“I chose Translation and Interpreting because my dream is to help people understand each other”

María Lagostena reaches the UAB with an entrance mark of 13.774, the highest entrance mark in the area of Arts and Humanities. In September she will begin the bachelor's degree in Translation and Interpreting (French), which she will combine with her sixth year of violoncello at the conservatoire.

28/07/2017

“What most shocked me about the campus was that it's surrounded by hills. I come from a dry area and seeing so much greenery is a bit of a surprise”.

María is passionate about languages and has always known that she wanted to study in French. For this reason she decided to study the International Baccalaureate (Bachibac).

Although she is originally from Cartagena, Murcia, learning Catalan has been no problem for her. In fact, she has been studying Catalan for a year and a half now, since she made the decision to study Translation and Interpreting of French at the UAB. She tells us she can already understand and speak the language and, although she is a bit afraid of making mistakes, she's also excited about overcoming this challenge.

Your entrance mark is near perfection at 13.774 over 14. How did you prepare for the exams? Is there a magical formula?

Typically, you need to put effort into it and dedicate many hours to studying. Since I was studying the Bachibac and also studying at the conservatoire, I had to work more. The good thing is that the French exams were in May and I had more time to study for the optional exams, which are the ones that make your mark go up.

What do you do when you are not studying?

Truth is, there is not much time after I'm finished studying (laughs). Apart from secondary school, I also went to the conservatoire to study violoncello, so I did not have too much free time. Now I'm starting to find time for my hobbies: I love to draw and write, play video games and I also go on lots of hikes. I come from a small city surrounded by hills, where there are many hiking trails and castles to visit. When I was tired of studying or practising the violoncello, I would go into the hills and walk a bit. It was my escape route.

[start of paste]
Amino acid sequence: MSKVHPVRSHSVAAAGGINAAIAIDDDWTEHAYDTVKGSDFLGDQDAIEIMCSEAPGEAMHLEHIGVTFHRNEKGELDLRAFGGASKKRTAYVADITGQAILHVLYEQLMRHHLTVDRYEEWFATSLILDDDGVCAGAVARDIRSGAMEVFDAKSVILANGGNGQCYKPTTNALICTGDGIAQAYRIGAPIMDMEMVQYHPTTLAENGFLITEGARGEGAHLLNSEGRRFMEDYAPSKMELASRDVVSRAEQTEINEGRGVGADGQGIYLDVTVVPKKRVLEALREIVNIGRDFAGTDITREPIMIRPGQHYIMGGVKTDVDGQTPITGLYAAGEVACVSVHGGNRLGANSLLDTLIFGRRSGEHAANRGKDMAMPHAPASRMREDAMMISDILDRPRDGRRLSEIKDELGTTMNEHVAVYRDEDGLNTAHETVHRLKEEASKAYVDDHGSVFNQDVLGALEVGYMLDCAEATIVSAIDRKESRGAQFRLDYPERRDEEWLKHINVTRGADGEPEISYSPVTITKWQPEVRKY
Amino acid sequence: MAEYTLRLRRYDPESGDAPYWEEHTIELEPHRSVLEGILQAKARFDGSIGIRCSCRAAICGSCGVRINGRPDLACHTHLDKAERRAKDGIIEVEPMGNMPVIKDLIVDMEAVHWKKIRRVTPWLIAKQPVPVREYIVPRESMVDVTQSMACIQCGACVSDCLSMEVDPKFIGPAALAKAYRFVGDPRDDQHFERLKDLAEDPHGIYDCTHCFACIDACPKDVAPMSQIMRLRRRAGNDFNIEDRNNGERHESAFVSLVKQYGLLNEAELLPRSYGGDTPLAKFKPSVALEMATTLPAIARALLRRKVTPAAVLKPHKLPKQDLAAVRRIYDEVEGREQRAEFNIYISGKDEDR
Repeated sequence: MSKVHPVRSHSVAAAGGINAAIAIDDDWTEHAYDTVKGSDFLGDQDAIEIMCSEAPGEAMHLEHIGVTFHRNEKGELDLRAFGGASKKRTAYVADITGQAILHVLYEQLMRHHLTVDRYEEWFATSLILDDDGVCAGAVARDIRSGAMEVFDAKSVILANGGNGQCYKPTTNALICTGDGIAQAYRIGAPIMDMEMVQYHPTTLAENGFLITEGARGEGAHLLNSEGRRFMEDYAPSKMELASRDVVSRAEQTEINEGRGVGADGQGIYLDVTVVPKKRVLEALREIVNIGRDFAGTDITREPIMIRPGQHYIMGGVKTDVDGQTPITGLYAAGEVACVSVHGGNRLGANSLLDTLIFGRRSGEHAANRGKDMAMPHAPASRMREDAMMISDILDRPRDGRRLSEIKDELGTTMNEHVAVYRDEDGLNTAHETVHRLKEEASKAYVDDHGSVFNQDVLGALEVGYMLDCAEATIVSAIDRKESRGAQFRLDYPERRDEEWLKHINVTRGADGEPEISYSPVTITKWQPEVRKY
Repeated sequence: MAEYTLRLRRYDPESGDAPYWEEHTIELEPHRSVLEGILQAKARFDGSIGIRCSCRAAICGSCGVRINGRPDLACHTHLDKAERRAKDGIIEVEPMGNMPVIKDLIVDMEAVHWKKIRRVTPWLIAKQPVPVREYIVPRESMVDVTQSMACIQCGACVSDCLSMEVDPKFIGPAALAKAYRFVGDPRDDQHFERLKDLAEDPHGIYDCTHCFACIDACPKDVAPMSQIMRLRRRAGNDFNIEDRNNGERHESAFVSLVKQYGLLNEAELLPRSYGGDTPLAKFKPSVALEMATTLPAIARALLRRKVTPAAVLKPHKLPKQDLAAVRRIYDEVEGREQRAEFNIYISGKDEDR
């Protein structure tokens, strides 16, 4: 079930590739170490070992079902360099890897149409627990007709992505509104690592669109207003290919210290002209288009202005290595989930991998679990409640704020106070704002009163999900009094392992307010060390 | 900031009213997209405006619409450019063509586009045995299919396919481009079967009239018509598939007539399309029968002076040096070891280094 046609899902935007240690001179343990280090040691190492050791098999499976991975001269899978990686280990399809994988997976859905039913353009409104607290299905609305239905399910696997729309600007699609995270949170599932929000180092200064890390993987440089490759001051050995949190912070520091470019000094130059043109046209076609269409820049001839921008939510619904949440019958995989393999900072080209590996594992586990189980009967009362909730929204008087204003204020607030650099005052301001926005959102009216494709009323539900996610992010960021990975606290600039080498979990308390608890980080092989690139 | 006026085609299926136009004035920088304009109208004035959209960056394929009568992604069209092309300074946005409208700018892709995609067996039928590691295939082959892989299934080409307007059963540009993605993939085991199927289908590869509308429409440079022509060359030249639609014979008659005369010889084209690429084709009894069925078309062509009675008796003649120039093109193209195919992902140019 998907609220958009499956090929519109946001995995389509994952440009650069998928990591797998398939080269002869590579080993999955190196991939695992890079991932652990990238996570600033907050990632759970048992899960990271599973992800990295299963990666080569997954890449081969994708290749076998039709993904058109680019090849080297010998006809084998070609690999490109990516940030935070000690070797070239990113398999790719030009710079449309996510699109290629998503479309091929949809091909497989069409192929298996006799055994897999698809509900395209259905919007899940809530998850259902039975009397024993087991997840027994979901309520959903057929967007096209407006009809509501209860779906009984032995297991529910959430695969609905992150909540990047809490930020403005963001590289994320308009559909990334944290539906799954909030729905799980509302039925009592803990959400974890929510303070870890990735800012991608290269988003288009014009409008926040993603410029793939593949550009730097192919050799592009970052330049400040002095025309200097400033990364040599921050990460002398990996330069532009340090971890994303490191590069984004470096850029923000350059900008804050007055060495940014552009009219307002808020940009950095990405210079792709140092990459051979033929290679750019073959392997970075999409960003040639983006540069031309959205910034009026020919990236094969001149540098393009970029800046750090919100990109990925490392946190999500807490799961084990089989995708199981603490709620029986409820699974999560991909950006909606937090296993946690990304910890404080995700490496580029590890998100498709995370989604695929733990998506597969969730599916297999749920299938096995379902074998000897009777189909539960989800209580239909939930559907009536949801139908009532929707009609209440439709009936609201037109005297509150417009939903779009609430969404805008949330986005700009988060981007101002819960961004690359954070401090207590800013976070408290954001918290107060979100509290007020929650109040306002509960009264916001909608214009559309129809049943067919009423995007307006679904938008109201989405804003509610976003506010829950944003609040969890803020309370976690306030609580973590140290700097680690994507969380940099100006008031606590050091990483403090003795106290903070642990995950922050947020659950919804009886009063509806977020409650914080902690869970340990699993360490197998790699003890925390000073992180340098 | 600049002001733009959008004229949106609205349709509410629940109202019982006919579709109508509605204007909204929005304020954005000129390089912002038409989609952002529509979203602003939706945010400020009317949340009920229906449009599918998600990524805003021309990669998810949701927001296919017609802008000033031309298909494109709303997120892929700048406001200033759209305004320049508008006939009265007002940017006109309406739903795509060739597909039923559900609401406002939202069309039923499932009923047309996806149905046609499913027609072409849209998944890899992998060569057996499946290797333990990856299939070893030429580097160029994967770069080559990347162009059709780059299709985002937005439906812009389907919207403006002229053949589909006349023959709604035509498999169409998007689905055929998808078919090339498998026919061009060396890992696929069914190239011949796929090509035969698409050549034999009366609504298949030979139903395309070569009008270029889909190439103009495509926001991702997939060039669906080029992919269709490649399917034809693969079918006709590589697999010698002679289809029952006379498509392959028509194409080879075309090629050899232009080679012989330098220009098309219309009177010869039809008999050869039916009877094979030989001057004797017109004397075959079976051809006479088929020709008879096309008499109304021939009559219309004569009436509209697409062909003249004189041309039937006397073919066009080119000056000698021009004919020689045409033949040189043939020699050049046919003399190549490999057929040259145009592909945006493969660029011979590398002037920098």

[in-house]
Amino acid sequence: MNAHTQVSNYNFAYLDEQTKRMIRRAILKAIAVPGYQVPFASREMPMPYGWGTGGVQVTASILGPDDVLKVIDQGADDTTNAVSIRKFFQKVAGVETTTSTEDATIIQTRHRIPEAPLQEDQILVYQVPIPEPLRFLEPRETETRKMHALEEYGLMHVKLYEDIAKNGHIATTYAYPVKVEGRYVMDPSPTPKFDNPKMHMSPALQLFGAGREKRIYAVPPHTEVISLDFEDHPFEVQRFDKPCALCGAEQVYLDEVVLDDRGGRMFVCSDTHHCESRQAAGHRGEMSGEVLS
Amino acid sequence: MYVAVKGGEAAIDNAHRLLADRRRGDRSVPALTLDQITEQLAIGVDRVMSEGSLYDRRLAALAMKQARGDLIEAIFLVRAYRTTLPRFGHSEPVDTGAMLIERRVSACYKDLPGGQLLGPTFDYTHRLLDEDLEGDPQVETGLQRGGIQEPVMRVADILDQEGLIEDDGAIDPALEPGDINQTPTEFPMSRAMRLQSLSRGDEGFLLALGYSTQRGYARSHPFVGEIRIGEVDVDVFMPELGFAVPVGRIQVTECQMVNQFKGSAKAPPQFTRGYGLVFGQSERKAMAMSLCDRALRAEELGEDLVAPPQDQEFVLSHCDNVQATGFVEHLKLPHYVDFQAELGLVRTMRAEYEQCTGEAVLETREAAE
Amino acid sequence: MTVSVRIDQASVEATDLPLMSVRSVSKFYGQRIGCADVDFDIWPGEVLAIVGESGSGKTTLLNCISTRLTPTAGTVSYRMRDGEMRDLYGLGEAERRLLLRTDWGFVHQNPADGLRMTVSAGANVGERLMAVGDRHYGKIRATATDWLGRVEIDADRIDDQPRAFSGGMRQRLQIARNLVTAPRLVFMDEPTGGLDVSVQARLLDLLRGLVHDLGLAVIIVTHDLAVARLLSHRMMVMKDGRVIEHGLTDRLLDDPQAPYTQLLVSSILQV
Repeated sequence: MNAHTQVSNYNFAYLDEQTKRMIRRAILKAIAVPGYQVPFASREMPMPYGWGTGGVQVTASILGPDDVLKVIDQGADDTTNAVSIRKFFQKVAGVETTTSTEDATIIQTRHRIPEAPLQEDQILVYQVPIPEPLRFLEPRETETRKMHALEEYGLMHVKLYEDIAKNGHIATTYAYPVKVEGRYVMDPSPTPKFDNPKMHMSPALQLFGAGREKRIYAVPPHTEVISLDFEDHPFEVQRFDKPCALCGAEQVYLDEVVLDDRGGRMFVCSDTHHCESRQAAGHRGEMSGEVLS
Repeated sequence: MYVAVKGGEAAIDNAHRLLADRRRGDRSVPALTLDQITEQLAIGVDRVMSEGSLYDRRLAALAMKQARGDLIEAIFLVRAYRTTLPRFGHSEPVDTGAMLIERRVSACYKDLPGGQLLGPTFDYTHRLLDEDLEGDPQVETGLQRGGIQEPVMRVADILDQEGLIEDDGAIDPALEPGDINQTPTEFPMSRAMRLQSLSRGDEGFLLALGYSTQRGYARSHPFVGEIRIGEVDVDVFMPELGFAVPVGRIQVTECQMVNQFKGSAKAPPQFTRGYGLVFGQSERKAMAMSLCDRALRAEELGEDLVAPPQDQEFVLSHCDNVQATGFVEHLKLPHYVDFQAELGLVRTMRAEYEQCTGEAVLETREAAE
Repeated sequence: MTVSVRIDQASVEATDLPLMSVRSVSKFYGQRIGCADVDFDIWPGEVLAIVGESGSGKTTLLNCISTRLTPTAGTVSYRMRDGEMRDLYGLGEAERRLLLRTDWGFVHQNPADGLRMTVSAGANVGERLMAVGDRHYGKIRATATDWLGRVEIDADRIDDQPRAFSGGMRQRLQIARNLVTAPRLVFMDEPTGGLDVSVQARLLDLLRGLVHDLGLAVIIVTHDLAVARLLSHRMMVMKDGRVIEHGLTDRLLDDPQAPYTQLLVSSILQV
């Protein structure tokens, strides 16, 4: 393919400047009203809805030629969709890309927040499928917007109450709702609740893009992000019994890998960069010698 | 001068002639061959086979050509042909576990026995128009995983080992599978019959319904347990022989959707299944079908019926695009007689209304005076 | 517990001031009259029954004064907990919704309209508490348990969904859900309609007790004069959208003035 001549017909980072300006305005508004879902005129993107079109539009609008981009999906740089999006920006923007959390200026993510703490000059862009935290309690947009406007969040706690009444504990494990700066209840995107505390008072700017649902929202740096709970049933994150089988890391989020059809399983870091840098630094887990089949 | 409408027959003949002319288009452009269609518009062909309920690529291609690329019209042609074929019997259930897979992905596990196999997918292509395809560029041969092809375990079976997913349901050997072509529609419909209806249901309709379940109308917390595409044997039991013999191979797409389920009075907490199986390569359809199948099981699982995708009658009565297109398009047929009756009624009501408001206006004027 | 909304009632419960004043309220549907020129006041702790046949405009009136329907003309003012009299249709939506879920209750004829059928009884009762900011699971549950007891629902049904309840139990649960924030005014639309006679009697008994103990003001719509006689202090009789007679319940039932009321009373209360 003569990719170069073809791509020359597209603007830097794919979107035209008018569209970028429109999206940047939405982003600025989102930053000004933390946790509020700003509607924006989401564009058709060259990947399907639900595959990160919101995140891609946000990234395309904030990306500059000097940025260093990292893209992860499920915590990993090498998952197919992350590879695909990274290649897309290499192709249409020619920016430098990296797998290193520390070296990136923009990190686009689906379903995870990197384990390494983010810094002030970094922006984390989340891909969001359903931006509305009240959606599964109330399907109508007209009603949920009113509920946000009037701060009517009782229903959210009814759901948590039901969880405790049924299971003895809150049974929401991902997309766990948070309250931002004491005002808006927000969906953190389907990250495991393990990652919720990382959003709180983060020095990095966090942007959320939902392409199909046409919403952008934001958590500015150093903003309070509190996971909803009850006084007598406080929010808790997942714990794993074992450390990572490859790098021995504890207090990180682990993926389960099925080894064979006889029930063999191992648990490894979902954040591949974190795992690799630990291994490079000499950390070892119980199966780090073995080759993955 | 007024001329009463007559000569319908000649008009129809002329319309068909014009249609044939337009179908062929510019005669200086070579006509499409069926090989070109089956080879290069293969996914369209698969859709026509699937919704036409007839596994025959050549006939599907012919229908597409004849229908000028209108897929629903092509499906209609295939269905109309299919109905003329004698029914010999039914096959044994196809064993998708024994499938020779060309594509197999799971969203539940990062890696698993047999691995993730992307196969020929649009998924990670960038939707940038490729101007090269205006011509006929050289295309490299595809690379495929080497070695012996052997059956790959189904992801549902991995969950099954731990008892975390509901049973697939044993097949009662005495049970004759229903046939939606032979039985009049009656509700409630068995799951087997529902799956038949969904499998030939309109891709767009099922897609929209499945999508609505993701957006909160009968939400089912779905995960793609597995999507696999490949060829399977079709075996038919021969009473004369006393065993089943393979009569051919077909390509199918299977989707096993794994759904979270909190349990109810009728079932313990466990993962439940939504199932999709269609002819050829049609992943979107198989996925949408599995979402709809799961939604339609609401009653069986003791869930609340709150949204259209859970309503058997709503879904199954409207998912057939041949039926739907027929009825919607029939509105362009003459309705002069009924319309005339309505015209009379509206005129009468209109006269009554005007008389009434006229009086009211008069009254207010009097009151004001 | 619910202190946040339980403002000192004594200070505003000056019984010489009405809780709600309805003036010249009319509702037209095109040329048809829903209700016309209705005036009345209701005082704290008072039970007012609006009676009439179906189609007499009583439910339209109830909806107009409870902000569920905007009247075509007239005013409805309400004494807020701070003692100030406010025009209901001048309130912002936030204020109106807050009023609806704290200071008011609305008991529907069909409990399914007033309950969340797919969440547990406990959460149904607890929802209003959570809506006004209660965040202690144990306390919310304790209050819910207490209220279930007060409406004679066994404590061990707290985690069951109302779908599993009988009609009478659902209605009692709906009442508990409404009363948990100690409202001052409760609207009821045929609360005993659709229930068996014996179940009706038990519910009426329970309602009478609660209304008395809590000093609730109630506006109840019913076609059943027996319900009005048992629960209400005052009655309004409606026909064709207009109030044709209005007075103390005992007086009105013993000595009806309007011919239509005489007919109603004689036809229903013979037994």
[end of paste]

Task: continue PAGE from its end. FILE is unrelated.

Why did you choose this bachelor's degree? Did you always know what you wanted to study?

When I began secondary education, I knew I wanted to focus on the arts, but then I decided I wanted ultimately to study French in a bilingual school. I had always studied pure sciences until I reached upper secondary school and then suddenly, I decided I wanted to study Latin and Greek. I looked for a degree which would allow me to study many languages and that is why I chose Translation and Interpreting.

Why did you choose the UAB when you live in Murcia?

Mainly because I wanted to study Japanese. I am also thinking about studying Russian and Greek, but Japanese was what most caught my eye.
First I doubted whether Madrid or Barcelona, but having the beach so close made me choose Barcelona in the end.

Choosing a degree like Translation and Interpreting, for sure you are thinking of studying abroad as well. Anywhere specific?

I would like it to be a place that is culturally very different, to be able to compare the two. Although at first it might be a shock, I think these types of experiences help to broaden your mind. While I studied the international baccalaureate in French, I had the chance to travel to France on many occasions. Now I want to go to places outside Europe, the farther the better.

What do you think about the UAB campus being so big and offering so many activities?

Since I come from quite a small city, I find it all very interesting because I will be able to do many things. What I especially like is that the campus is surrounded by hills. I come from a dry area and seeing so much greenery is a bit of a surprise.

You are now beginning your time as a university student and everyone says it is one of the best times of your life. What expectations do you have?

I want to learn, both academically and personally. I want to meet lots of people and learn languages. I have four years ahead of me, we'll see what they have in store for me (laughs).

You will move here from Cartagena. How will you feel so far away from your family and friends?

I have been away from home more than once and that makes being away from my family and friends a bit easier. Especially when only two of my friends still live in Cartagena, and one of them will leave to study as well. My cousin, who is like my sister, already studies at the university in Alacant so I think I'll be okay with it.

What does your future look like? What would you like to do?

I would like to be a video games or literature translator. If not, then I would like to do something related with helping people of different languages communicate.

Do you have any dreams you would like to see come true?

I want to help people understand each other, that is why I chose Translation and Interpreting. Using languages to help people do this, especially those with different cultural backgrounds, would make me very happy.

 

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